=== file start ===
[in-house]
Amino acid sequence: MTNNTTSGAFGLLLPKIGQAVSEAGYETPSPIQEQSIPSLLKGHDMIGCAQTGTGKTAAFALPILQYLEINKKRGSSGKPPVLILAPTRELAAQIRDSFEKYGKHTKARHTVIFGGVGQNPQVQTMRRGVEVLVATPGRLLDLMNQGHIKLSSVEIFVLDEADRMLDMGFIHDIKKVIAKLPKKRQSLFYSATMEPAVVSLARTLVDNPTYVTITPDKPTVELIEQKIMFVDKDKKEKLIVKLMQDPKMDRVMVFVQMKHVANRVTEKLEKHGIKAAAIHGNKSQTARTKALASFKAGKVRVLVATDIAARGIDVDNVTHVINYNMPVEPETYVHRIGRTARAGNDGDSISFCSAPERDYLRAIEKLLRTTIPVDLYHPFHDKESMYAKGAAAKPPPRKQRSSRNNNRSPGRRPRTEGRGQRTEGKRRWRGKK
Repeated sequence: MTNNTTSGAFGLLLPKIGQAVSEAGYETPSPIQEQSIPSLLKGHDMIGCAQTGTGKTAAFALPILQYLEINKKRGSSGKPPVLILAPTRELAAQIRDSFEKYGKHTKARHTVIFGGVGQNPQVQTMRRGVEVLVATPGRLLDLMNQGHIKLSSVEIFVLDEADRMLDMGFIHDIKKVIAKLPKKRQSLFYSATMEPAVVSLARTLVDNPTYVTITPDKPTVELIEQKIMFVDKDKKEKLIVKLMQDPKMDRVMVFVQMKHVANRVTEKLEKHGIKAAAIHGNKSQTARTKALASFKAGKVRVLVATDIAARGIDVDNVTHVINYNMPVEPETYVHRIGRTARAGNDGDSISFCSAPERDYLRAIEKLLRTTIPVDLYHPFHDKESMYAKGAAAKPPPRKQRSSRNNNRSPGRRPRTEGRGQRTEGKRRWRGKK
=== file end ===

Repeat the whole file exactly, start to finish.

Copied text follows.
[in-house]
Amino acid sequence: MTNNTTSGAFGLLLPKIGQAVSEAGYETPSPIQEQSIPSLLKGHDMIGCAQTGTGKTAAFALPILQYLEINKKRGSSGKPPVLILAPTRELAAQIRDSFEKYGKHTKARHTVIFGGVGQNPQVQTMRRGVEVLVATPGRLLDLMNQGHIKLSSVEIFVLDEADRMLDMGFIHDIKKVIAKLPKKRQSLFYSATMEPAVVSLARTLVDNPTYVTITPDKPTVELIEQKIMFVDKDKKEKLIVKLMQDPKMDRVMVFVQMKHVANRVTEKLEKHGIKAAAIHGNKSQTARTKALASFKAGKVRVLVATDIAARGIDVDNVTHVINYNMPVEPETYVHRIGRTARAGNDGDSISFCSAPERDYLRAIEKLLRTTIPVDLYHPFHDKESMYAKGAAAKPPPRKQRSSRNNNRSPGRRPRTEGRGQRTEGKRRWRGKK
Repeated sequence: MTNNTTSGAFGLLLPKIGQAVSEAGYETPSPIQEQSIPSLLKGHDMIGCAQTGTGKTAAFALPILQYLEINKKRGSSGKPPVLILAPTRELAAQIRDSFEKYGKHTKARHTVIFGGVGQNPQVQTMRRGVEVLVATPGRLLDLMNQGHIKLSSVEIFVLDEADRMLDMGFIHDIKKVIAKLPKKRQSLFYSATMEPAVVSLARTLVDNPTYVTITPDKPTVELIEQKIMFVDKDKKEKLIVKLMQDPKMDRVMVFVQMKHVANRVTEKLEKHGIKAAAIHGNKSQTARTKALASFKAGKVRVLVATDIAARGIDVDNVTHVINYNMPVEPETYVHRIGRTARAGNDGDSISFCSAPERDYLRAIEKLLRTTIPVDLYHPFHDKESMYAKGAAAKPPPRKQRSSRNNNRSPGRRPRTEGRGQRTEGKRRWRGKK